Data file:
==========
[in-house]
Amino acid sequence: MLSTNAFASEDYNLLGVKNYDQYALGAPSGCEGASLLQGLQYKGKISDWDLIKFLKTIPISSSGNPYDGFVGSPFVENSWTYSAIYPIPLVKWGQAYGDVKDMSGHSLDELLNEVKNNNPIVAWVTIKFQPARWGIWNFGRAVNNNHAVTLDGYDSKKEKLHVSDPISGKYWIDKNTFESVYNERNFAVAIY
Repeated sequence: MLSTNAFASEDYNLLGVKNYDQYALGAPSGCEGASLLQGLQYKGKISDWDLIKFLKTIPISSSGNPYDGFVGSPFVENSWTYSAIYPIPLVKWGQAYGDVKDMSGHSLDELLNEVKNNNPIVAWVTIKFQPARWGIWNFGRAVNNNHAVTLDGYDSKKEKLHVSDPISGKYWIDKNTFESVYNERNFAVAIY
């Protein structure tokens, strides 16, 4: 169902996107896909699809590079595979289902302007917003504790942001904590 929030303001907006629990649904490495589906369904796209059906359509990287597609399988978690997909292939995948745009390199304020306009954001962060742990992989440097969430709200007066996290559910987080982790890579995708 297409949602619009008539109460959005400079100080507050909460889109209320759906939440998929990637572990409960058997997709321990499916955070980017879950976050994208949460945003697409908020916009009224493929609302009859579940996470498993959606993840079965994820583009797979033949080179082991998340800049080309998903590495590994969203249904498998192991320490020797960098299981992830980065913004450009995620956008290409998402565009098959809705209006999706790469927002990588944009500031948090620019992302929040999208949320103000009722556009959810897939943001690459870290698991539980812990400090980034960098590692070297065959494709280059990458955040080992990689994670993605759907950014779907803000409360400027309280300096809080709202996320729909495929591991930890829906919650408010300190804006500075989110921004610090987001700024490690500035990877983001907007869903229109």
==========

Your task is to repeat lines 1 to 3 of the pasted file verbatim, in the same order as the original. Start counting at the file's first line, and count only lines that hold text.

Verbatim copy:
[in-house]
Amino acid sequence: MLSTNAFASEDYNLLGVKNYDQYALGAPSGCEGASLLQGLQYKGKISDWDLIKFLKTIPISSSGNPYDGFVGSPFVENSWTYSAIYPIPLVKWGQAYGDVKDMSGHSLDELLNEVKNNNPIVAWVTIKFQPARWGIWNFGRAVNNNHAVTLDGYDSKKEKLHVSDPISGKYWIDKNTFESVYNERNFAVAIY
Repeated sequence: MLSTNAFASEDYNLLGVKNYDQYALGAPSGCEGASLLQGLQYKGKISDWDLIKFLKTIPISSSGNPYDGFVGSPFVENSWTYSAIYPIPLVKWGQAYGDVKDMSGHSLDELLNEVKNNNPIVAWVTIKFQPARWGIWNFGRAVNNNHAVTLDGYDSKKEKLHVSDPISGKYWIDKNTFESVYNERNFAVAIY